3 july 2016, article 50 ways to leave your lover...

Sunday, July 3rd, 2016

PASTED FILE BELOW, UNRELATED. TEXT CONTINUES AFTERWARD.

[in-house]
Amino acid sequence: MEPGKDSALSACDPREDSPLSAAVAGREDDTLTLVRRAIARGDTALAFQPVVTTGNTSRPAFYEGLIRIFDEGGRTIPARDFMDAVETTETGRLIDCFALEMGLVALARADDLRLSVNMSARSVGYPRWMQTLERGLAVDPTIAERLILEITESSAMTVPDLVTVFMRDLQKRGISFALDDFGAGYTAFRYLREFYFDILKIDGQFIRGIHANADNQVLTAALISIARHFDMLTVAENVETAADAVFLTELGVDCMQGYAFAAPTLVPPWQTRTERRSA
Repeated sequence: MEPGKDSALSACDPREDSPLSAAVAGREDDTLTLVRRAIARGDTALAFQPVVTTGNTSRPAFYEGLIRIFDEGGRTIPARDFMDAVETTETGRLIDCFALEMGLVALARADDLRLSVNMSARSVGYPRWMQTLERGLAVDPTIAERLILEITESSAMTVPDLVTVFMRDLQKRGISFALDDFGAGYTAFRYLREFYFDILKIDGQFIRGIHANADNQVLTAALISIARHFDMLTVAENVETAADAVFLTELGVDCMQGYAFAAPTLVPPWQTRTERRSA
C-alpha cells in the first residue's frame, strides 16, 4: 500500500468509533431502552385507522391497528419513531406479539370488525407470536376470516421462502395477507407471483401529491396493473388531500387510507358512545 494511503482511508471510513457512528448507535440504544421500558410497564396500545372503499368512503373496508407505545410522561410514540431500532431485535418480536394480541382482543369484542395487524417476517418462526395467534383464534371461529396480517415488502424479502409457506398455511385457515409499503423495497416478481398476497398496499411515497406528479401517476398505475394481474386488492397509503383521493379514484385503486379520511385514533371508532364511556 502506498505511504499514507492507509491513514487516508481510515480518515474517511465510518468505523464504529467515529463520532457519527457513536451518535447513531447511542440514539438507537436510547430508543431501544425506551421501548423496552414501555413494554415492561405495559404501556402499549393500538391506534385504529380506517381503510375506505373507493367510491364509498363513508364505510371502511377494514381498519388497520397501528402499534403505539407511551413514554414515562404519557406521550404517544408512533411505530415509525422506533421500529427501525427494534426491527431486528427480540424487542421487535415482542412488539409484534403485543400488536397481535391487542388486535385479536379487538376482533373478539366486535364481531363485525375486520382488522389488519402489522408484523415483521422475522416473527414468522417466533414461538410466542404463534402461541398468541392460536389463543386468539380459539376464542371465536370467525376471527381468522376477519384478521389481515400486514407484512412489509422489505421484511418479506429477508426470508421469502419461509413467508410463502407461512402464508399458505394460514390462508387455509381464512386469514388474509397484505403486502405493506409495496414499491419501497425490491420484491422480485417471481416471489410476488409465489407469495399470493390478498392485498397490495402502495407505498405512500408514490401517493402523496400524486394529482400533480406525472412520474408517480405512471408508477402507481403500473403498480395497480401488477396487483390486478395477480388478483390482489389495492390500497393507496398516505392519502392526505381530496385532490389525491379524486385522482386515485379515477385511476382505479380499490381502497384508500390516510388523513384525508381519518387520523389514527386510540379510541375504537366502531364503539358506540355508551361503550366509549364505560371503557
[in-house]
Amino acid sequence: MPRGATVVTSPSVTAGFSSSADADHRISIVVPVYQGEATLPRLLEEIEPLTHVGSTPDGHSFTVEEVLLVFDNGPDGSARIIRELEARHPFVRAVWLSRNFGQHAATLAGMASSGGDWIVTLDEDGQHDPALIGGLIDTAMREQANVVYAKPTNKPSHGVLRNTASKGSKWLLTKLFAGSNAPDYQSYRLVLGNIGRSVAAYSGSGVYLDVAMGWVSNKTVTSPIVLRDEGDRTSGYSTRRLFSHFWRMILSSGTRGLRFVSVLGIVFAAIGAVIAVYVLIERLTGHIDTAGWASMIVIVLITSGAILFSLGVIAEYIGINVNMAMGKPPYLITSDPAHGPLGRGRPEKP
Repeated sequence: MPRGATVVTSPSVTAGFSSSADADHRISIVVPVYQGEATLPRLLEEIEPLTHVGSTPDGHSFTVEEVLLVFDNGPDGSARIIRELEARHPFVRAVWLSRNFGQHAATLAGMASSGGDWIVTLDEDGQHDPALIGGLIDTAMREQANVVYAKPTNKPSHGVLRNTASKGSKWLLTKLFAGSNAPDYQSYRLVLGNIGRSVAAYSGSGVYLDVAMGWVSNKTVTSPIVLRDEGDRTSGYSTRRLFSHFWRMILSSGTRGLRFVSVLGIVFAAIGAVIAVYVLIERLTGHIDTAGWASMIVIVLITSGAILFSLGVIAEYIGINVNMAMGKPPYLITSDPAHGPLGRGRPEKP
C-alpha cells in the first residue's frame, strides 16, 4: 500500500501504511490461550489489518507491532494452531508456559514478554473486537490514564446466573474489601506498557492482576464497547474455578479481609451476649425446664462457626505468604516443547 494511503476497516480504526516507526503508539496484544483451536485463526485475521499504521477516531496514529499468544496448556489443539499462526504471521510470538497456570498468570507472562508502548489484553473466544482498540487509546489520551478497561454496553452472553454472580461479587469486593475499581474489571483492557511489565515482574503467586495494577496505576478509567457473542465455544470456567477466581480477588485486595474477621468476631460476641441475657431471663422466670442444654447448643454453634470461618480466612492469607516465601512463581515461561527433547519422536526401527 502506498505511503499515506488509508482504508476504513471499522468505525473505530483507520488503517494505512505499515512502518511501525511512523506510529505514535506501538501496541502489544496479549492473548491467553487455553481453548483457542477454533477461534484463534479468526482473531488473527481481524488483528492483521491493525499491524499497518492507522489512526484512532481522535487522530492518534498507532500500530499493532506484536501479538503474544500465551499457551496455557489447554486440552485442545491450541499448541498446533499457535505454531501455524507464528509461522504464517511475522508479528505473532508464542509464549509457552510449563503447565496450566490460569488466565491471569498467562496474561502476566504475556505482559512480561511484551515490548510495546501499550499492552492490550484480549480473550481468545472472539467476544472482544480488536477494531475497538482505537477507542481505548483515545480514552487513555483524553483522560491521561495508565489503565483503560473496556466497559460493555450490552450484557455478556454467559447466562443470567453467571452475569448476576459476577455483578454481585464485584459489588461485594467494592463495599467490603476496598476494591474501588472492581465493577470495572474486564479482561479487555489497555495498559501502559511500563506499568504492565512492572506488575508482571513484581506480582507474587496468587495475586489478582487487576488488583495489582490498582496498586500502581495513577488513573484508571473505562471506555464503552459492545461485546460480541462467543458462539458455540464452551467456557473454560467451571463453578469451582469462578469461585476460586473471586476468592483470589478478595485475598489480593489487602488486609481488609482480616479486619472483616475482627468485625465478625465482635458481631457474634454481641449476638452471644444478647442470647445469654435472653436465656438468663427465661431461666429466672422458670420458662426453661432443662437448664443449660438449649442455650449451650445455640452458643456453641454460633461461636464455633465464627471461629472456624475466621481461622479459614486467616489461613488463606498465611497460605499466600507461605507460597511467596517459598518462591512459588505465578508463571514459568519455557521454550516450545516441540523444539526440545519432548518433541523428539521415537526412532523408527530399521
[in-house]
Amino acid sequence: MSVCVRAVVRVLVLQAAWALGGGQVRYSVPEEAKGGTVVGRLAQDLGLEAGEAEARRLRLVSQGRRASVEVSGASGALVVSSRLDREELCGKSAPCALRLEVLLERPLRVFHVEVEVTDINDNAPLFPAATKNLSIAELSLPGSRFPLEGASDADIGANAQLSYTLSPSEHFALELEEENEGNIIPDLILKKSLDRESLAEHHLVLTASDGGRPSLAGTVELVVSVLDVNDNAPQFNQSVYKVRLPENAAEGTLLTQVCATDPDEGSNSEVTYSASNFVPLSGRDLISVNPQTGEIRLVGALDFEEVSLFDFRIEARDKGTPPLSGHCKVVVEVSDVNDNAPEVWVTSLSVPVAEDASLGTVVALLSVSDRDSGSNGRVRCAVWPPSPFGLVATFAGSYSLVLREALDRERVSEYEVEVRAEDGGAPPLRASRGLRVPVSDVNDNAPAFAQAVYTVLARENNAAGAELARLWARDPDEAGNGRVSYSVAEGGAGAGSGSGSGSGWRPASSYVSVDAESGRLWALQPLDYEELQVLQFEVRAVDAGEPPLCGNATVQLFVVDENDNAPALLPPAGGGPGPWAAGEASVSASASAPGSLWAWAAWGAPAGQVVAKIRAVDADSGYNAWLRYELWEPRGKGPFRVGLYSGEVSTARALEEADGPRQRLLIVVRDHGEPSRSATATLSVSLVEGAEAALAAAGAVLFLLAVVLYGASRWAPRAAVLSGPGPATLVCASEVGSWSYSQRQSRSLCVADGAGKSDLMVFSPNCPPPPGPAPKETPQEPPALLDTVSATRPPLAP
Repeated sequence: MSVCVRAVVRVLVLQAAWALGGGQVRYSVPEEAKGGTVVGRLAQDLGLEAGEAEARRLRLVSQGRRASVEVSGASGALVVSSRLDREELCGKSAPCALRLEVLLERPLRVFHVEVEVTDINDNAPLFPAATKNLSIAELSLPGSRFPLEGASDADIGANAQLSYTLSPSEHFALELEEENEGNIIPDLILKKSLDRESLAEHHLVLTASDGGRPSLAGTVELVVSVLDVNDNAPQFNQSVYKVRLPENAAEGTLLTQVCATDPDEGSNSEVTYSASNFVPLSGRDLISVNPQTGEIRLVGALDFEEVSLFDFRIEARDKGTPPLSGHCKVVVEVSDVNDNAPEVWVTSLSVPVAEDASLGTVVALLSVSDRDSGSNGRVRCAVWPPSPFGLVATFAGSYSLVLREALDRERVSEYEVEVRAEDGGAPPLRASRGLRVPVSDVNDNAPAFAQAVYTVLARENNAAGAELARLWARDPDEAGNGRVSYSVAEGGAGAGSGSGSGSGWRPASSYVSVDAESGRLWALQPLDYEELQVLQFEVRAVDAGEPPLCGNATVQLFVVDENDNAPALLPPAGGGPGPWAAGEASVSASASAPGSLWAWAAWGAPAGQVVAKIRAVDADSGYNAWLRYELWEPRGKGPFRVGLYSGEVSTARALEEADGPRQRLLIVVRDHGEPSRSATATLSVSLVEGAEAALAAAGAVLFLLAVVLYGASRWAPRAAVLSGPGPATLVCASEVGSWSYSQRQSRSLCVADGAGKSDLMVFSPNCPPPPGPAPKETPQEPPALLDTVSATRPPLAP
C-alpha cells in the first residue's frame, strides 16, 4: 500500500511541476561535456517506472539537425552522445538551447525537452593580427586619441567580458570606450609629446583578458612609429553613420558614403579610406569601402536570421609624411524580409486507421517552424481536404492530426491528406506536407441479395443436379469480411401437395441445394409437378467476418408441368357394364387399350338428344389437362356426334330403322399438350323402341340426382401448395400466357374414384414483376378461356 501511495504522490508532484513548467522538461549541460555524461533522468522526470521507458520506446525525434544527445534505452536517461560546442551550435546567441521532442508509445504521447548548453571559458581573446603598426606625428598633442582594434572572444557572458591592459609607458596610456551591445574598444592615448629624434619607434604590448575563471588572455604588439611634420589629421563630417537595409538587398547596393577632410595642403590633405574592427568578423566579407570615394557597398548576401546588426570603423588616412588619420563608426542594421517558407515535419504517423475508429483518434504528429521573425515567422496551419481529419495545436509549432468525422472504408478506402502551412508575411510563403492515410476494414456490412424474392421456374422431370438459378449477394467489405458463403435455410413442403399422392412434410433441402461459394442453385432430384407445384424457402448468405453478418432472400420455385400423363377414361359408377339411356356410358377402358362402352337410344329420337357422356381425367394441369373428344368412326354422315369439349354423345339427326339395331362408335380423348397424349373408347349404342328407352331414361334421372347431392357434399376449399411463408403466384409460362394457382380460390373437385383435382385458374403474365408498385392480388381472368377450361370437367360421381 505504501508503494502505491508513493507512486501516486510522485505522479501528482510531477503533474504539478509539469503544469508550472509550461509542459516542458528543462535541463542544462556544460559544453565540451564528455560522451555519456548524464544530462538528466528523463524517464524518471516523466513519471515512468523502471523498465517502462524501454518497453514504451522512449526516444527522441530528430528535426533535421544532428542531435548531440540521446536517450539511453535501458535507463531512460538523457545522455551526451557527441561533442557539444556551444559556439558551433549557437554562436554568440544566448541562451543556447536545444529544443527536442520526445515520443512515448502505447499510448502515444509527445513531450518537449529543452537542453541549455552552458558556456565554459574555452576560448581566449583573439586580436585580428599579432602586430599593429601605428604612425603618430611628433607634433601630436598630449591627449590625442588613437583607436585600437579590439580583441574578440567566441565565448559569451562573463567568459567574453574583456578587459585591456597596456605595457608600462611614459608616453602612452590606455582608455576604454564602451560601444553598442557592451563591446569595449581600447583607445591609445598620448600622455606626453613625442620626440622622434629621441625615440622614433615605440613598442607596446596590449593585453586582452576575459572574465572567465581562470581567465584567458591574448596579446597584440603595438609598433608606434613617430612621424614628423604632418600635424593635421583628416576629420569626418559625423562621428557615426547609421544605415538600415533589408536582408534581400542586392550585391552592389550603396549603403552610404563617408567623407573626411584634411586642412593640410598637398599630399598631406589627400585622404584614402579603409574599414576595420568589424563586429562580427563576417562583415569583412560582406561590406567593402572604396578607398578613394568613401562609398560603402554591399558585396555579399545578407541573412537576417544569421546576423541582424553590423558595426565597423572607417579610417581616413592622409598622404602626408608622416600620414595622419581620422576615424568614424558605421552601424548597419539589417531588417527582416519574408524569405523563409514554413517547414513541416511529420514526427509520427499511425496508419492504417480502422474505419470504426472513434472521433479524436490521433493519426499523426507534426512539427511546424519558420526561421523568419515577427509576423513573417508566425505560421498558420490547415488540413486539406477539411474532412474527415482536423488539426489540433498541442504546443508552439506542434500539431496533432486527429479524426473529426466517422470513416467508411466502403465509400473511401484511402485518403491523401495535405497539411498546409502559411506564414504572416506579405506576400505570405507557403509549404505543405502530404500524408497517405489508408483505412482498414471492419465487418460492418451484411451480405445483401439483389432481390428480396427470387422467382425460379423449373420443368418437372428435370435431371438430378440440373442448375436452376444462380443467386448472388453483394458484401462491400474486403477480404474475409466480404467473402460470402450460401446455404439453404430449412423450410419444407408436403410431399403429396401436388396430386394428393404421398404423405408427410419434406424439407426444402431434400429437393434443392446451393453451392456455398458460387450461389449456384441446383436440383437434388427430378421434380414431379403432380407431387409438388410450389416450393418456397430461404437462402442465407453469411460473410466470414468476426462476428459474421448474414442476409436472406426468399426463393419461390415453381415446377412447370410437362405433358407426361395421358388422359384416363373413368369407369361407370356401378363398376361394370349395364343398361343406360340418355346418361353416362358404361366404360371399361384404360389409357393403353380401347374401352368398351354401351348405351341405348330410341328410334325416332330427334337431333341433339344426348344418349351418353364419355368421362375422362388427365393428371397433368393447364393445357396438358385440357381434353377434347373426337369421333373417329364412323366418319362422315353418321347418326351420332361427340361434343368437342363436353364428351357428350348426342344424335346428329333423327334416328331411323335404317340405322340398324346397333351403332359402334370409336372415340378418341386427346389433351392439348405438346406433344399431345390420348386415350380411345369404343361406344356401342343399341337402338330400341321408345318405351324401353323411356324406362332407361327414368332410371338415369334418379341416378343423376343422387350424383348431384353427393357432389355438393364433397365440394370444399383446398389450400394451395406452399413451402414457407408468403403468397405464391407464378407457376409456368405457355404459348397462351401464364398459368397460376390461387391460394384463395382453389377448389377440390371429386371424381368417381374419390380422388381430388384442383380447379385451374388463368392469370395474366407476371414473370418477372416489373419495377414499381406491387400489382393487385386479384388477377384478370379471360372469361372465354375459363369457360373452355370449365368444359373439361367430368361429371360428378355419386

I must credit the economist for the title, but will quote a more eminent source for what this exit clause actually means. As it says in the book (p131), "Lisbon includes a specific provision (Article 50) on voluntary withdrawal to help ensure that any such unlikely happening would take place in an orderly fashion. First, the Member State wishing to withdraw notifies the European Council of its intention. It and the Union then negotiate a withdrawal agreement, setting out withdrawal arrangements and regulating the future bilateral relationship. The Council concludes this agreement, by QMV (without the representative of the withdrawing Member State), after obtaining the European Parliament's consent... The Treaties cease to apply to the departing country, either as per the withdrawal agreement, or two years after the initial notification, implying a withdrawal may occur even if no agreement is reached." What do we learn from this ? Firstly, only the uk can trigger the process; good for the uk. However, once its triggered, the axe comes down automatically after two years, so bad. If things get timed out, the eu's arrangements are intact, but the uk's potentially a blank sheet. As to the agreement, only a (qualified, adjusted to exclude the uk) majority is needed, good-ish for the uk. However to extend the two years it's unanimity; very bad. The european parliament needs to agree the agreement before the council; hard to say, but probably bad. Finally, this can all just be about a withdrawal agreement and not the negotiation of a new trading relationship or anything like that. Though the treaty allows for something broader (the negotiations are for an agreement "taking account of the framework for its future relationship with the Union"), my strong suspicion is it allows the eu to present a hardball ultimatum if it wants, i.e. a take the lock, stock and barrel of eu law norway-style or leave-and-negotiate-more-later approach. This would mean no trade talks not only until after article 50 is triggered but until the rather narrower withdrawal agreement is negotiated, signed & ratified, for which a two-year period looks highly optimistic; very bad indeed. No wonder the timeframe for pulling that trigger is gently receding by a few weeks every time a prime-ministerial candidate makes a speech. Three years, with a uk general election looming if it is hasn't already taken place, is probably more than enough time for the wheel to turn again before the uk population next flexes its democratic legitimacy, this time on the actual terms of what leave means. What a shame about the years of conflict, confusion and contraction we're going to see between now and then. The economist got it right, quoting abba eban, "nations always do the right thing - once they exhaust all the alternatives".